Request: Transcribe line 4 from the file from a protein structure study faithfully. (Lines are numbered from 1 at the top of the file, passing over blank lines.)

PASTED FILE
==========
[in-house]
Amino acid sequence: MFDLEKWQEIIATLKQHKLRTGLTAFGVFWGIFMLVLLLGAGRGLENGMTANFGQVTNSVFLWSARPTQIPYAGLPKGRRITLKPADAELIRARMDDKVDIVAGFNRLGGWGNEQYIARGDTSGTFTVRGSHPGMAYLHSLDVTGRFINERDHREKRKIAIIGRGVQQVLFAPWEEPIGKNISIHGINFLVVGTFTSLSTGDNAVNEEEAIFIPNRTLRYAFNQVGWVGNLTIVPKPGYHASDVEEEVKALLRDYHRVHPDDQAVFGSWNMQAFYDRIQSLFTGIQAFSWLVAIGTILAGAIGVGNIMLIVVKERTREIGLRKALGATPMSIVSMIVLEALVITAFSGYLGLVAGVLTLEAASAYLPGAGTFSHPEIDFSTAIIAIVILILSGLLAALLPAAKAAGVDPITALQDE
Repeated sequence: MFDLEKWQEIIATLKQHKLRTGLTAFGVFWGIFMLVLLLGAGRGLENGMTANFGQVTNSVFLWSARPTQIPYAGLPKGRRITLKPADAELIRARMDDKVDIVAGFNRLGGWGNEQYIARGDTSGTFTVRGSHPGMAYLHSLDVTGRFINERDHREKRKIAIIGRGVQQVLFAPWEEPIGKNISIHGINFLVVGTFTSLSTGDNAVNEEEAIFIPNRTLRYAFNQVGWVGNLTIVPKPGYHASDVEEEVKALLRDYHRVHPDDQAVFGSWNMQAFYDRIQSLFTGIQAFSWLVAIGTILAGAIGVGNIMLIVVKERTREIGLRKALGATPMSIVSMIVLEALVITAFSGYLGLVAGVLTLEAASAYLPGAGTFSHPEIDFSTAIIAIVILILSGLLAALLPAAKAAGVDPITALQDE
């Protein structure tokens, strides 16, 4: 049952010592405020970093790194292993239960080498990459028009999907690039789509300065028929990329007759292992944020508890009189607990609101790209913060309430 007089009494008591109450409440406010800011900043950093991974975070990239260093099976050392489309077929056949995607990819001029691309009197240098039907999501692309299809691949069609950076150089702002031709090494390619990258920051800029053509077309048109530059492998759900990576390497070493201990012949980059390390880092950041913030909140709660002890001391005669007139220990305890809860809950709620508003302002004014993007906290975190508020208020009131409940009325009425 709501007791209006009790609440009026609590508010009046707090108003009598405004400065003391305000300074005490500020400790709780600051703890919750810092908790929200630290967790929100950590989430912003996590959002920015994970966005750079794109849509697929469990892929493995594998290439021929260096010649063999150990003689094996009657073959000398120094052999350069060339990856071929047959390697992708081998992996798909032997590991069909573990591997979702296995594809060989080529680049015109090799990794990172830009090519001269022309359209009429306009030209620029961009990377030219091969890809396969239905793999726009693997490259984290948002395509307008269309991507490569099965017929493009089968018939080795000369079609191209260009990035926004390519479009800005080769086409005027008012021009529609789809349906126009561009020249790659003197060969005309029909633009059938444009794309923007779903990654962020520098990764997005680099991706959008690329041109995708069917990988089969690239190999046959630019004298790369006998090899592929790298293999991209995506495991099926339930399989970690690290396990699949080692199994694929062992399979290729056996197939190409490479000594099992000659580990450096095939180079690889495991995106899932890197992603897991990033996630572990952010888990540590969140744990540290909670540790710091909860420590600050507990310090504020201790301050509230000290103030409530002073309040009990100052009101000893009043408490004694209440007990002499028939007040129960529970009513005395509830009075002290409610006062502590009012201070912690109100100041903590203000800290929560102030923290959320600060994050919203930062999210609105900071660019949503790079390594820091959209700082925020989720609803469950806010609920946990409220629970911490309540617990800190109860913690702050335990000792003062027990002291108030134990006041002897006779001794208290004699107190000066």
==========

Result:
């Protein structure tokens, strides 16, 4: 049952010592405020970093790194292993239960080498990459028009999907690039789509300065028929990329007759292992944020508890009189607990609101790209913060309430 007089009494008591109450409440406010800011900043950093991974975070990239260093099976050392489309077929056949995607990819001029691309009197240098039907999501692309299809691949069609950076150089702002031709090494390619990258920051800029053509077309048109530059492998759900990576390497070493201990012949980059390390880092950041913030909140709660002890001391005669007139220990305890809860809950709620508003302002004014993007906290975190508020208020009131409940009325009425 709501007791209006009790609440009026609590508010009046707090108003009598405004400065003391305000300074005490500020400790709780600051703890919750810092908790929200630290967790929100950590989430912003996590959002920015994970966005750079794109849509697929469990892929493995594998290439021929260096010649063999150990003689094996009657073959000398120094052999350069060339990856071929047959390697992708081998992996798909032997590991069909573990591997979702296995594809060989080529680049015109090799990794990172830009090519001269022309359209009429306009030209620029961009990377030219091969890809396969239905793999726009693997490259984290948002395509307008269309991507490569099965017929493009089968018939080795000369079609191209260009990035926004390519479009800005080769086409005027008012021009529609789809349906126009561009020249790659003197060969005309029909633009059938444009794309923007779903990654962020520098990764997005680099991706959008690329041109995708069917990988089969690239190999046959630019004298790369006998090899592929790298293999991209995506495991099926339930399989970690690290396990699949080692199994694929062992399979290729056996197939190409490479000594099992000659580990450096095939180079690889495991995106899932890197992603897991990033996630572990952010888990540590969140744990540290909670540790710091909860420590600050507990310090504020201790301050509230000290103030409530002073309040009990100052009101000893009043408490004694209440007990002499028939007040129960529970009513005395509830009075002290409610006062502590009012201070912690109100100041903590203000800290929560102030923290959320600060994050919203930062999210609105900071660019949503790079390594820091959209700082925020989720609803469950806010609920946990409220629970911490309540617990800190109860913690702050335990000792003062027990002291108030134990006041002897006779001794208290004699107190000066």